The HIV drug combinations that make up a HAART cocktail are as unique and varied as the individuals infected with the virus. "There are several dozen drug combinations that might work to achieve viral suppression," Relf noted. "One patient might have to try 6 or 7 different drug combinations before finding the unique recipe that will work for them."

Because treating the HIV is such a delicate balancing act, Relf noted, "Once a patient is having success with a HAART regimen-if they are able to be adherent to it and have achieved viral suppression-you probably want to leave that in place."

That means when an HIV-infected person begins showing signs of severe atherosclerosis, for example, the healthcare provider who initiates treatment will have to carefully monitor how his chosen cardiovascular drug is interacting with the patient's HAART regimen.

"There are probably going to be drug-drug interactions," Relf commented. "It's almost impossible to avoid. The healthcare provider who encounters a patient with these co-morbidities will have to work with an interdisciplinary team to minimize symptoms, drug interactions and negative side effects. Clinicians must realize at the outset that they will probably not be able to eliminate all of the patient's problems."

The Takeaway for Nurses
Despite all of the education-based prevention efforts in schools and healthcare providers' offices, there continue to be approximately 50,000 new HIV infections each year in the U.S. And currently, it is estimated that only 1 out of 8 HIV-infected persons knows their status. "That means, in the U.S today, there are more than 100,000 people living with the HIV virus who don't know their status," Relf commented.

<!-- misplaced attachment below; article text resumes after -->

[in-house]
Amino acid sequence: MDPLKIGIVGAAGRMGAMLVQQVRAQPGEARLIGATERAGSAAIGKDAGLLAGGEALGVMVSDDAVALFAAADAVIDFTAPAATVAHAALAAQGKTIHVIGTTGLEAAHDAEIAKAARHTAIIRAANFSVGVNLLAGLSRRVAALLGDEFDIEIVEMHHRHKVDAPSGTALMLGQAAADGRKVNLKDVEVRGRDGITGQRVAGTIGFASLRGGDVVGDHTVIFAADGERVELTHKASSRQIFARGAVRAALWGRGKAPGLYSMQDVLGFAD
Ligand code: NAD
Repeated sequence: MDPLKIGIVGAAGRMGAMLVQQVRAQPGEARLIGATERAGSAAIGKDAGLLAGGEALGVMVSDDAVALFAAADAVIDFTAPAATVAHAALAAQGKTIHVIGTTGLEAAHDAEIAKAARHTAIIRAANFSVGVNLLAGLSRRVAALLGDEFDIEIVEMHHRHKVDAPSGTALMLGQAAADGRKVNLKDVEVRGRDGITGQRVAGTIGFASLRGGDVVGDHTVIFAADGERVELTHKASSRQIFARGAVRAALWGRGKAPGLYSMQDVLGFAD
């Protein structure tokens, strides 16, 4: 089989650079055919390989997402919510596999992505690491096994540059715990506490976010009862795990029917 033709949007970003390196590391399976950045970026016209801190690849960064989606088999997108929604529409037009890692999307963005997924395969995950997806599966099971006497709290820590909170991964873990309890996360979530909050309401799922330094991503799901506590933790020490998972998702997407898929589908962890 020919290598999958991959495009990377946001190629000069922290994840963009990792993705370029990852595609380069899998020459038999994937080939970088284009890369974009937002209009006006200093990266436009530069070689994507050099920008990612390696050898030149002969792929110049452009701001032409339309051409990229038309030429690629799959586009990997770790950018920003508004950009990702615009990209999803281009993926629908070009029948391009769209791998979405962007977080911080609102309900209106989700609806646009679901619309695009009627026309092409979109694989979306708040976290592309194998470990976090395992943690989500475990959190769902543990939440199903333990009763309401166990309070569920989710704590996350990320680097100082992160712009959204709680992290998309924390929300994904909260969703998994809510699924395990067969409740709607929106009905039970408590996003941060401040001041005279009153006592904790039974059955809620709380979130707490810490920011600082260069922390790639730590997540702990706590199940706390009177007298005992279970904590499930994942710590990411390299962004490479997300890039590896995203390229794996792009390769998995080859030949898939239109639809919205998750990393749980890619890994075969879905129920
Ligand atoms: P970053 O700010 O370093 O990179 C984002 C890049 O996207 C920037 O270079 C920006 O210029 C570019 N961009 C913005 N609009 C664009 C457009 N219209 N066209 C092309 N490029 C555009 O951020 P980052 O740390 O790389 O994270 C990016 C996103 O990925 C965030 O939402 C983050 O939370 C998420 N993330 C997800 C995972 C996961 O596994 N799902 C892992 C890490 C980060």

The statistics are also rather grim for patients who are aware of their condition and are trying to manage it. "Only 30% of patients receiving HAART therapy (3 out of 10) have achieved viral suppression."

Relf believes that nurses, who comprise the largest (and most trusted) group of healthcare professionals in the U.S. today, have a duty to build and maintain a very solid clinical knowledge base with respect to HIV/AIDS.

"Regardless of the setting a nurse practices in, he or she has probably already come into contact with someone who is living with HIV," Relf asserted. "You will encounter these patients in the emergency department, in surgery, on the labor and delivery floor, at the psychiatrist's office - and as a nurse, you need to be prepared to help them."

Because nurses are such a large group, and they often report spending the most time with patients, "They can make a real difference in the lives of people living with HIV," Relf said. "They can provide prevention and treatment education, make referrals for specialized care, or engage in advocacy efforts. Nurses can be on the front lines, steering this crisis in a better direction."

Anne Collins is on staff. Contact her at: acollins@advanceweb.com.


References

1. Hsue P, Giri K, Erickson S, et al. Clinical features of acute coronary syndromes in patients with human immunodeficiency virus infection. Circulation. 2004;109(3):316-319.

2. Fedele F, Bruno N, Mancone M. Cardiovascular risk factors and HIV disease. AIDS Rev. 2011;13(2):119-129.